Bulawayo Water Billing Engagement Meeting Held with Positive Results

Today (29 Sept 2022) MIHR met with the top management of the Bulawayo City Council’s Department of Finance to discuss critical matters relating to billing and water shedding. The meeting was a result of the citizens’ petition that was signed by 1513 residents and delivered to BCC by MIHR on the 20th of September 2022.

In today’s meeting, the local authority explained their billing system, why they do bills estimates, the methodology for rationalizing and rectifying estimates anomalies, the reasons for exorbitant bills and how they attend to them, and the measures they are enacting to have a smart billing system.

Estimated Billing

The local authority explained the various reasons that force them to do estimated billing which include workload, locked premises, loose dogs on premises, non-functioning water meters, and the impact of Covid19 among others. They further explained that the estimates are based on a 3 month average of the previous bills and they try to ensure that after every two months they do actual billing. However, they have now introduced a new system where residents can send their meter readings to the Council for capturing into the system and this is done in phases as each suburb is allocated a district and dates for the submission. They further explained that they now encourage residents to register to view their bills online.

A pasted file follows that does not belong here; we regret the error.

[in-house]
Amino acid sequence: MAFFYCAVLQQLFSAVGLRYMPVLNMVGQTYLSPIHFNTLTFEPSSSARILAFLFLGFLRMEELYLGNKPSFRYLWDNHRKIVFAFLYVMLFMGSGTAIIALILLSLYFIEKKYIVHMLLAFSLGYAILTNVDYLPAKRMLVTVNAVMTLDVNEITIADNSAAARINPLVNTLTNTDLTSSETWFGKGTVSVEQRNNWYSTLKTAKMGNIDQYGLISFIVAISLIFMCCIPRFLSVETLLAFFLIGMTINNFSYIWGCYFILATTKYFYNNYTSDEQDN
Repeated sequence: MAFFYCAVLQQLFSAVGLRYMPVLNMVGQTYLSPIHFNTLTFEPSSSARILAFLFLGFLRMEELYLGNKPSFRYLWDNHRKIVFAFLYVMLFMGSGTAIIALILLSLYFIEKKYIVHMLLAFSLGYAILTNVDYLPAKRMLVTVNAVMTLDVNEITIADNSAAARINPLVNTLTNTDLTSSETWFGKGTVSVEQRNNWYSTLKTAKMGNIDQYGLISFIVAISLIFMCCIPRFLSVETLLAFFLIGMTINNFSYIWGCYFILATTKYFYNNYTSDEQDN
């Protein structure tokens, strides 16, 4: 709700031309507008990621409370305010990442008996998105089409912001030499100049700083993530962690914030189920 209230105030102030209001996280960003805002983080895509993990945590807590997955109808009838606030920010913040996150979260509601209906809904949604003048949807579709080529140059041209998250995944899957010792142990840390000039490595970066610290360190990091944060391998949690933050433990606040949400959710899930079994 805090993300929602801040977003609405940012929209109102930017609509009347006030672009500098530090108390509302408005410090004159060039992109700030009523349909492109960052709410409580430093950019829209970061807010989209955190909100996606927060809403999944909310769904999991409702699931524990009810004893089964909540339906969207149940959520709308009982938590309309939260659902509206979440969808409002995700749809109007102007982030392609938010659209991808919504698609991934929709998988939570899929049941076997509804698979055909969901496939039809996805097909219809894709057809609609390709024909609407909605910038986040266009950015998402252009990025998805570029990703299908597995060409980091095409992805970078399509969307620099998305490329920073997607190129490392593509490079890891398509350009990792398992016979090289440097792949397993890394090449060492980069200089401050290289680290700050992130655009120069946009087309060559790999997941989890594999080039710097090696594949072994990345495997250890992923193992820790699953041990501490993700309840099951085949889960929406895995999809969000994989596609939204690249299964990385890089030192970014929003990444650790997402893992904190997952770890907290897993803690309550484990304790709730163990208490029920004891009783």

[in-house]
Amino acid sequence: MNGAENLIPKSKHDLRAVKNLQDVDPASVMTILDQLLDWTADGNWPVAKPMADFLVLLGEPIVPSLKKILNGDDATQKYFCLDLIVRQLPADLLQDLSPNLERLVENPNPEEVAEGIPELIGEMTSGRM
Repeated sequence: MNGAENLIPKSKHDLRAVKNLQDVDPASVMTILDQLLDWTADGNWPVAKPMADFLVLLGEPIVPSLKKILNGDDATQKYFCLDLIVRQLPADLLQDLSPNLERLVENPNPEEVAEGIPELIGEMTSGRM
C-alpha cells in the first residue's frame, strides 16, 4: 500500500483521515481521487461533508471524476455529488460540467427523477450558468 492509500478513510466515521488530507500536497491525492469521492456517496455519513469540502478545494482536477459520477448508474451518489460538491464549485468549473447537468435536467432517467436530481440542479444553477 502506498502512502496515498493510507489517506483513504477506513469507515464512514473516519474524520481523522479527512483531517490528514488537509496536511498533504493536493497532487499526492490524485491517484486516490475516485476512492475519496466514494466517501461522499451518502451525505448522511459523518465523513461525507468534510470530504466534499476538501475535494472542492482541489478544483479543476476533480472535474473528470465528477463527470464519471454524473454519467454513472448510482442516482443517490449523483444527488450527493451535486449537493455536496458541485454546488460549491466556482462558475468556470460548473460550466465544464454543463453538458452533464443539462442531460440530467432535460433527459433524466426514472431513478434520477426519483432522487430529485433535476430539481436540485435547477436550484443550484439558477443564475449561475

Very High Bills

The local authority also explained the stepped tariff system which is based on the amount of water consumed per premise. They also explained that due to delayed actual meter reading, some households find themselves with huge bills which is a meter reading technicality and after they have verified they normally reverse those overcharges. Demonstrations were done with some bills where the participants had a appreciation of the billing system and how reversals for overcharging are rectified.

Interventions for Smart Billing

There are a number of interventions the local authority is undertaking to promote smart billing and these include:
1. Encouraging residents to read their own meters and send to the local authority either via whatsapp or phone calls or physical submission at the Council office;

2. E-Registration to be able to view the bills online.

Conclusion

The meeting ended on a positive note with the local authority accepting suggestions from the participants and some of these suggestions included:

  • The need for the local authority to consider a live chat system for bills queries;
  • The idea of development of a bills chat box by Bulawayo City Council;
  • The need for the Council to have a look at the closed meters because residents are told to go and bring their meter readings but the new meters are closed and unreadable;
  • The idea of sustained quarterly engagement meetings outside the budget consultations;
  • The importance of BCC and MIHR and other stakeholders to educate residents on how to read and interpret their bills;
  • The importance of all stakeholders encouraging residents to register for the online system and to also submit their meter readings to Council;
  • The need for sustained positive dialogue and engagement especially when there are queries on bills and also when there are suggestions;
  • The need to encourage residents to pay their bills always and on time.

The engagement meeting was made possible with the support of End Water Poverty.

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